3-5 different fabrics for outside(if you have scraps leftover from other projects, this is the perfect time to use them since you don't need much for each piece of the front side)
fabric for back piece and liner
fusible fleece
4-6 inches of ribbon
(yardage for fabric and fusible fleece depend on how big your stocking are)

Step 1: Trace or freehand a stocking onto paper. (if you are tracing, be sure to add a little for seam allowances)
 Step 2: Cut your stocking pattern into the design you would like. I cut 4 pieces, but you could do more or less pieces! It's up to you:)
 Step 3: Cut out your fabric (I used a different fabric for each of my 4 pieces) and then piece together your stocking by putting each piece right side together with the piece that it lines up with. After you are done piecing it together, press open the seams.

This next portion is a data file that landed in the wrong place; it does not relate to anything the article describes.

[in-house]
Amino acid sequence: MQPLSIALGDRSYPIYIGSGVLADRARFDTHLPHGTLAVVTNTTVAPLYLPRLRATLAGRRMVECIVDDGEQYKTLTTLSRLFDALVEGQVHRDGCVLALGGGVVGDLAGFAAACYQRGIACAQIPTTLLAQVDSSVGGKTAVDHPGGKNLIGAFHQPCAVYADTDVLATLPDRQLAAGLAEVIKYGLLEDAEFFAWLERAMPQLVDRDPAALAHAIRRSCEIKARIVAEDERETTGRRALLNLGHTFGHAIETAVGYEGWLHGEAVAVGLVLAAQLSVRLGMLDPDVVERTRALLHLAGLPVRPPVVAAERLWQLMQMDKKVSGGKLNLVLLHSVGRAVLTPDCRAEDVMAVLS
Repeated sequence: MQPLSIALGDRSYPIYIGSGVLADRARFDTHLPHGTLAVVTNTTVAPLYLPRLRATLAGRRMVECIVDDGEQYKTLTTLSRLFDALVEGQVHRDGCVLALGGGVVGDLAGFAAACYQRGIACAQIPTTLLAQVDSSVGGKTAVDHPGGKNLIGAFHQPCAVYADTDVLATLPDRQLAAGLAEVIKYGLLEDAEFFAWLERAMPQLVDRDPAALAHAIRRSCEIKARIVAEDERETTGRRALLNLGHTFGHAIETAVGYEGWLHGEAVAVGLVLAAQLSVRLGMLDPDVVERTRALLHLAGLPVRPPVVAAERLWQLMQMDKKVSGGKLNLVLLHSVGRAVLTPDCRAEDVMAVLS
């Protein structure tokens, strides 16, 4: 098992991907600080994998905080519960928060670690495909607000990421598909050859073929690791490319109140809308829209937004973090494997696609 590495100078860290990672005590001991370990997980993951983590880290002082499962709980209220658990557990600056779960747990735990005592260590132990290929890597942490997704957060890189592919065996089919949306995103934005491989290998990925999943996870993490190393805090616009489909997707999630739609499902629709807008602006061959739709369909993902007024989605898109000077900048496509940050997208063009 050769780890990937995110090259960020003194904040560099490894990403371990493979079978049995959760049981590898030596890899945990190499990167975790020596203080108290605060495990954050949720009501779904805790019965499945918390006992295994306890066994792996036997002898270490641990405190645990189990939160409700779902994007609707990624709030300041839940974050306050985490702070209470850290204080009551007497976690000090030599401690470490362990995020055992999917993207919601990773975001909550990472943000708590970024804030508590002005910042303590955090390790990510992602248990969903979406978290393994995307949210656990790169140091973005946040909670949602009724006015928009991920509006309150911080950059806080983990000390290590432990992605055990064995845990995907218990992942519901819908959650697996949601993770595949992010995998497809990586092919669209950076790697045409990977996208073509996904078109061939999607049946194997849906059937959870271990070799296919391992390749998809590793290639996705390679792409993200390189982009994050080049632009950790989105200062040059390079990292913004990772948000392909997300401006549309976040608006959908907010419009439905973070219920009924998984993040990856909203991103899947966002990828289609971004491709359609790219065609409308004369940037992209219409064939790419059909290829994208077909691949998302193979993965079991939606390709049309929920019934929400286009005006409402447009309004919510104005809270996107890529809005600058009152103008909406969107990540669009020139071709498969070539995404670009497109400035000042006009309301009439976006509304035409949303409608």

Step 5: Lay your stocking onto the fusible fleece and cut out a piece exactly the size of your stocking. (Make sure that when you do this step that you are laying the stocking on the correct side of the fleece so that the fusible side will fuse to the back side of the stocking) Iron the fusible fleece to the back side of the stocking.

Step 6: Now for the quilted part. I just sewed straight lines because I have never quilted anything before, but you could get really creative with this step if you are experienced or braver than I am!:) For mine, I just placed the needle as far to the left side as my machine would allow and then just lined up the right side of my presser foot to the line I previously sewed. Super easy and since it is such a small piece it isn't too hard to get your lines straight! :)
Step 7: Trace the stocking onto a piece of paper to create a pattern for the back of the stocking and the liner pieces.
Step 8: Use the stocking pattern to cut out a piece of fabric for the back of the stocking as well as a piece of fusible fleece. (make sure when you do this step that you have the pattern flipped the right way so your pieces match up and you don't create two fronts instead of a back) Iron the fusible fleece to the back piece. Once the fleece is ironed on, you can quilt the back piece if you would like. (I chose not to just because of time.)